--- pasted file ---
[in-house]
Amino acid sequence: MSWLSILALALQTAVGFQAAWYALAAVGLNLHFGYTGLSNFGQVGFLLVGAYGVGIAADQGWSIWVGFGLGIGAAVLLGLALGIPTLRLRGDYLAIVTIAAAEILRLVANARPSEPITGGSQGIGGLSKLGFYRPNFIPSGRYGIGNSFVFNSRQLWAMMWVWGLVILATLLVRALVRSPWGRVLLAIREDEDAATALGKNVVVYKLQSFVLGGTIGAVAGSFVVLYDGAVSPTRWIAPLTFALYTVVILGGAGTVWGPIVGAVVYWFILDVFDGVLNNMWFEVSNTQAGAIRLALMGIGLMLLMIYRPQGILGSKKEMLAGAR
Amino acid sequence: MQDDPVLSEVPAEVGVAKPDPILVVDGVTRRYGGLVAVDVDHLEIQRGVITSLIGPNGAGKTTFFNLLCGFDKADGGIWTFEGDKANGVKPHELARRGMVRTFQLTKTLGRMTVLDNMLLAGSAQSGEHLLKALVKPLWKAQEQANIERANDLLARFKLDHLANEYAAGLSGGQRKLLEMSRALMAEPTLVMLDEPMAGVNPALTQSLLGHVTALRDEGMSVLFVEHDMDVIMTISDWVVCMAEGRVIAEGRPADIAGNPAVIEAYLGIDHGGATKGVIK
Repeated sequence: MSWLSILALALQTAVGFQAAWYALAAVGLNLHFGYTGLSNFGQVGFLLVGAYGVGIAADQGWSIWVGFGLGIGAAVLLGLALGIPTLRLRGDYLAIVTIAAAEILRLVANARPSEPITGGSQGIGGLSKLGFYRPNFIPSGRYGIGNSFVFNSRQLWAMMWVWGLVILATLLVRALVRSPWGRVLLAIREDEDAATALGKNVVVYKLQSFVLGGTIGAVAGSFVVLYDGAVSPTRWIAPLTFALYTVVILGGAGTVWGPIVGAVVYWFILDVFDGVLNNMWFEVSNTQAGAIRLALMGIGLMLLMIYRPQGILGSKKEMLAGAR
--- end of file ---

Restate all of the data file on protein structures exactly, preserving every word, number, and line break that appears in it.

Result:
[in-house]
Amino acid sequence: MSWLSILALALQTAVGFQAAWYALAAVGLNLHFGYTGLSNFGQVGFLLVGAYGVGIAADQGWSIWVGFGLGIGAAVLLGLALGIPTLRLRGDYLAIVTIAAAEILRLVANARPSEPITGGSQGIGGLSKLGFYRPNFIPSGRYGIGNSFVFNSRQLWAMMWVWGLVILATLLVRALVRSPWGRVLLAIREDEDAATALGKNVVVYKLQSFVLGGTIGAVAGSFVVLYDGAVSPTRWIAPLTFALYTVVILGGAGTVWGPIVGAVVYWFILDVFDGVLNNMWFEVSNTQAGAIRLALMGIGLMLLMIYRPQGILGSKKEMLAGAR
Amino acid sequence: MQDDPVLSEVPAEVGVAKPDPILVVDGVTRRYGGLVAVDVDHLEIQRGVITSLIGPNGAGKTTFFNLLCGFDKADGGIWTFEGDKANGVKPHELARRGMVRTFQLTKTLGRMTVLDNMLLAGSAQSGEHLLKALVKPLWKAQEQANIERANDLLARFKLDHLANEYAAGLSGGQRKLLEMSRALMAEPTLVMLDEPMAGVNPALTQSLLGHVTALRDEGMSVLFVEHDMDVIMTISDWVVCMAEGRVIAEGRPADIAGNPAVIEAYLGIDHGGATKGVIK
Repeated sequence: MSWLSILALALQTAVGFQAAWYALAAVGLNLHFGYTGLSNFGQVGFLLVGAYGVGIAADQGWSIWVGFGLGIGAAVLLGLALGIPTLRLRGDYLAIVTIAAAEILRLVANARPSEPITGGSQGIGGLSKLGFYRPNFIPSGRYGIGNSFVFNSRQLWAMMWVWGLVILATLLVRALVRSPWGRVLLAIREDEDAATALGKNVVVYKLQSFVLGGTIGAVAGSFVVLYDGAVSPTRWIAPLTFALYTVVILGGAGTVWGPIVGAVVYWFILDVFDGVLNNMWFEVSNTQAGAIRLALMGIGLMLLMIYRPQGILGSKKEMLAGAR